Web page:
In the past two weeks A Level and GCSE students have been rejoicing about their results or running to their laptop to log onto the nearest student forum to ask if their life is over because they didn't get the results they expected.
Aside from making me feel ridiculously old, as I realised it's four years since I received my GCSE results, the A level and GCSE results days made me realise how little my A level and GCSE grades matter in the long run. Yes, my GCSE grades were important at the time because they allowed me to go to college and my A levels got me into university, but to years into my degree I struggle to recall what grades I got in which subjects at GCSE.
Even now, as I enter my third and final year at university, I know that my degree grade will only be important for that first graduate job I apply for and after that it will be rendered almost meaningless. I think any university student not living under a rock has been made aware of the fact that good grades are not enough to succeed and that you need some work experience on your C.V to at least ensure it makes it past round one of scrutiny.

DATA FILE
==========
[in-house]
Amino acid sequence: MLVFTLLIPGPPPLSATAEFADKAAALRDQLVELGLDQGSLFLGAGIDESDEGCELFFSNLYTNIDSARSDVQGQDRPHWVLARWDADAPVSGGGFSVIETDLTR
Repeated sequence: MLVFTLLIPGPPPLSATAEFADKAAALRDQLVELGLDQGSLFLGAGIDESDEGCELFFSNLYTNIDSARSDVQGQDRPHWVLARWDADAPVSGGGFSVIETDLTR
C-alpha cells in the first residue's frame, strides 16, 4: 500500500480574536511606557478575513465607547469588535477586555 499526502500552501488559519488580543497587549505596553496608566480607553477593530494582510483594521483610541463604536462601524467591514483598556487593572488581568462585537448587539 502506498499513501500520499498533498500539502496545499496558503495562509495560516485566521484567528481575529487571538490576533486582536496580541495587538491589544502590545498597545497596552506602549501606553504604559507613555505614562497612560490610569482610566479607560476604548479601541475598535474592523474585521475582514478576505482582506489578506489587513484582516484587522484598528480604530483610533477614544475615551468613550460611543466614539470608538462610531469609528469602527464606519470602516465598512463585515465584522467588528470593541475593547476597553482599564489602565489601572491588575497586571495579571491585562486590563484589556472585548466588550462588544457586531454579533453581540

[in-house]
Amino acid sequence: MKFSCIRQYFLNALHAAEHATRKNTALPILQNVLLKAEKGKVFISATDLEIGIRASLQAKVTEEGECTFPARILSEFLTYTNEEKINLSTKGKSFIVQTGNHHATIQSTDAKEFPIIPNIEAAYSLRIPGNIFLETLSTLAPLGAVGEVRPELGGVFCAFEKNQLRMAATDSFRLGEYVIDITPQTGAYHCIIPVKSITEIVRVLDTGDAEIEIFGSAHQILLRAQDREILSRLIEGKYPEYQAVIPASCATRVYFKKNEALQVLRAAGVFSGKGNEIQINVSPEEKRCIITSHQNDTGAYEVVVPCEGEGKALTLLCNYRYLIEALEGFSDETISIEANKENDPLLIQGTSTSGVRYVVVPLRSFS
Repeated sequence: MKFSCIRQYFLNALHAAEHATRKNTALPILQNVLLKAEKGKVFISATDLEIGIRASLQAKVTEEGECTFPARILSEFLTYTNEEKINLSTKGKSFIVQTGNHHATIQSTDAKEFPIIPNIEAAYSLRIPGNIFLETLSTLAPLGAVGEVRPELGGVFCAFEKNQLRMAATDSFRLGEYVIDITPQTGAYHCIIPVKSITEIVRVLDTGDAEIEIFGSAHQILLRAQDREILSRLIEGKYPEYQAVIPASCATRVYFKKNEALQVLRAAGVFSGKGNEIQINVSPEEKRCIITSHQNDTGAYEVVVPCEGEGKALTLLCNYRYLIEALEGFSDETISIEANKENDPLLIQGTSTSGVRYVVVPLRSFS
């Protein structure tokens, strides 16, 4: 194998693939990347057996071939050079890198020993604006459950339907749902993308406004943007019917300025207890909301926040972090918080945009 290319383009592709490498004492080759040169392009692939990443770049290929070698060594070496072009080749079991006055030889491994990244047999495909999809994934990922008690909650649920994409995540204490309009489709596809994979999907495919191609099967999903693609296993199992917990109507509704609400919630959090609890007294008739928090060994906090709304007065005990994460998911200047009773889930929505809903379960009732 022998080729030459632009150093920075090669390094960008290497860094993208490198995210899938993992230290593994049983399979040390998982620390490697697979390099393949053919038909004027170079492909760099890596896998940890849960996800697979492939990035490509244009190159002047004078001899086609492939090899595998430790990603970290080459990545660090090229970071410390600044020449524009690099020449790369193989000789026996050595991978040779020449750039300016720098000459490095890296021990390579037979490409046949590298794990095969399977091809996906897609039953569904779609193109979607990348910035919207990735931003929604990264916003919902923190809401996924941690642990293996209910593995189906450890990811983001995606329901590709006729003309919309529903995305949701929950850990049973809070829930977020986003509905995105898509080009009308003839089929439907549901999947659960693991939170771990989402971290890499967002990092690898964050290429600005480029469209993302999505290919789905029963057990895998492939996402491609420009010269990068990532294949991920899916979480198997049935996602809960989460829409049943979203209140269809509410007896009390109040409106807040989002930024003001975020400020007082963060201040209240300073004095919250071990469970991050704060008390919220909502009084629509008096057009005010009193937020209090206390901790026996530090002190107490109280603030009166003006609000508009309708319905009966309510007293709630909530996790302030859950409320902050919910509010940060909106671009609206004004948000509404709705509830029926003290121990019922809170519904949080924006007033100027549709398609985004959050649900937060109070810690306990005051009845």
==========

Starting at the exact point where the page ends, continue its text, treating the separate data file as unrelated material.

However, this is something that is also starting to apply to pre-university students more and more. It is common knowledge that students applying for law and medicine need work experience to stand even the faintest hope of getting at least one offer, but it is becoming more apparent that students applying for any university course need to bring more to the table than good grades.
The purpose of this article is not to stress the importance of work experience, but rather the importance of not seeing bad grades as the end of the world. Just because you got a 2:2 or missed out on that A does not mean your life is over, because even though it is a fact many of us find difficult to accept, degrees and grades as a whole are being devalued, hence the importance of work experience.
A 2:2 or couple of bad grades simply means having to look at alternative routes than the one we had planned. There are plenty of people who have succeed with a grade lower than a 2:1 or ABB at A level and there will be many, many more.
By Zoe Mumba
By Zoe Mumba